Alicia Lucasi joined us in the US for our annual board retreat in October, leaving behind her husband of less than two months to do so. (Thanks for being so understanding, Rene!) Minga Claggett-Borne asked Alicia what difference BQEF had made in her life, and the lives of others, and this was her response:
Juana Ruperta Carani will graduate from high school this December with an excellent academic record.
She came to the BQEF Student Residence (aka Internado) in Sorata in 2009 as a timid 7th grader. The school in her home community of Chuchulaya only goes through 6th grade, and Juana wanted to be the first in her family to go to high school. Her stepfather, Luis, had applied for Juana to join the Student Residence so she could start 7th grade.
On the day we were to post the list of those accepted, he was anxious to confirm that Juana was included, so he and another parent from Chuchulaya left home at 2:00 am to walk and run in the rain to arrive by 8:00 am. Happily, both their daughters were on the list.
Steeped in the rich heritage of the Aymara language and culture, Emma Quispe Mamani graduated from the Public University of El Alto in linguistics and languages.
Primitiva Castaya Quispe felt honored and gratified to co-present garments made by her Aymara textiles class to President Evo Morales during his visit to her school.
Primitiva is studying textile engineering at the “Tupak Katari Indigenous Amyara Bolivian University”, where she’s learning to produce textiles with traditional Aymara cultural symbols, using both traditional and contemporary technology.
Her class was chosen to design textiles for the president, and Primitiva and a classmate presented them in person. “It was a great honor and I was very happy to have this opportunity. The President encouraged us and thanked us for the gift we made him.”
Primitiva’s studies link traditional Aymara arts to international organizations that can spread appreciation for their beauty as well as provide markets.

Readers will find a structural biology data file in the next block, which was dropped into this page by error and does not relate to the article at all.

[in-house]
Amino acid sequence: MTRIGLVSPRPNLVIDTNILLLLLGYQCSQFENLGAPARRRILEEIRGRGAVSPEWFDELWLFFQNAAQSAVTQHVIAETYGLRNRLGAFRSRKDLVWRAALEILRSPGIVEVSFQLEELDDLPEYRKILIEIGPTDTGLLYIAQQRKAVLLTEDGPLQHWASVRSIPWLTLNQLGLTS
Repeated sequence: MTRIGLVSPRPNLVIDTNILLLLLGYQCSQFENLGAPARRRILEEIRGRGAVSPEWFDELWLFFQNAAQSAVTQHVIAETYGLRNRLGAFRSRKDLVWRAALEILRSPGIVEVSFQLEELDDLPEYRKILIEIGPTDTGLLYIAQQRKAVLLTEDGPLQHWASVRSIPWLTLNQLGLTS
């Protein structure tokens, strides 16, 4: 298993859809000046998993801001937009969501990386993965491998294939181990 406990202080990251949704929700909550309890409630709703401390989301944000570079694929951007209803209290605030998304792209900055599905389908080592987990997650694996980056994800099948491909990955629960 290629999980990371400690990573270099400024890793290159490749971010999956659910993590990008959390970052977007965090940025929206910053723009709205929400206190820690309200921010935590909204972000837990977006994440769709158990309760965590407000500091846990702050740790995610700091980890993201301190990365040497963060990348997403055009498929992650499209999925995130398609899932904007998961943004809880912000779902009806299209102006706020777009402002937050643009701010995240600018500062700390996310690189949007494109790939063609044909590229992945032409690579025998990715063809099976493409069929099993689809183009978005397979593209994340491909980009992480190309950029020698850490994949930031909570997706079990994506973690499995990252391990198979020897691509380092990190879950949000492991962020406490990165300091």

Congratulations to Martha Silva Canaviri on her graduation from the University of San Andres with a degree in Geotechnical Engineering. We're especially gratified when female students are empowered to enter traditionally male fields, particularly in a machismo culture.
(Martha and a classmate analyze materials from a field trip, above.)
Martha’s coursework included environmental impact studies. In one course, she learned to recognize different layers of clay and sandy soil by color and structure.
She learned to analyze the soil and water, and to study the distinct types of vegetation and animals in an area. The course included field work and classroom study.
Martha also participated in a case study of the impact of a supermarket in Achacachi, looking at both the positive and negative effects.
Congratulations to Sonia Carolina Llanque Quispe on graduating as a nursing assistant. Sonia graduated from the INFOCAL Technical Institute thanks in part to donors who supported her BQEF scholarship.
Sonia’s studies included practicums in various wards in the hospital. In the Emergency Room she learned to give blood transfusions. In her community health course, she researched and made a presentation to her class about care of pregnant women in the home.
She learned to provide both physical and emotional care for patients who could not move themselves in the trauma ward, and assisted in surgery for a broken nose in the ear, nose, and throat clinic.
Sonia is particularly concerned about children’s health and took part in a vaccination campaign. It was a very good experience for her training and a successful campaign.
President Evo Morales awarded Lourdes Quenta Perca the title of Textile Engineer on August 2, 2014. She was among the first professional graduates of the Indigenous Universities of Bolivia (UNIBOL).
Imagine trying to struggle through law school without your own set of textbooks! Now imagine the joy and relief in finding out that you don't have to, thanks to a generous Friend who believes in education.
As you may already know, Newton Garver died peacefully at home on Saturday, February 8 with his wife Anneliese present. While we regret the end of his life with us, we give thanks for the inspiration and example that Newton provided.
Bolivian Friends will hold a meeting for remembrance in celebration of the life and ministry of Newton, at Friends Church on Max Paredes tomorrow, March 8, at 10:00 am La Paz time (9 am EST).
BQE-Bolivia alumni, students, and parents, along with other Bolivian Friends who have known and worked with Newton, will be in attendance. They will meet until noon and then share an Apthapi lunch – an Aymara-style potluck.*
Bernabé Yujra, who together with “Brother Newton” began the work that grew into BQEF, writes: “We hope you will join us in spirit with your prayers this day.”
A Memorial Meeting will be held at the Orchard Park Meetinghouse, 6924 E. Quaker Street St., Orchard Park, NY, on May 3 at 11 A.M. Friends who cannot make that gathering are again invited to be present in thought and prayer.
Ninety five percent of the 30,000 Quakers in Bolivia are Aymara. Aymara Indians have inhabited the Altiplano from Peru down to Chile long before the Incas invaded to control the Andean commerce. The ruins at Tiwanaku (60 k from LaPaz) reveal a thriving highly developed culture which rivals the art, irrigation, and architecture of ancient Egypt. The Aymaras may have arrived in the Andes as early as 1400 BC and the Incas arrived in the Altiplano about 1440.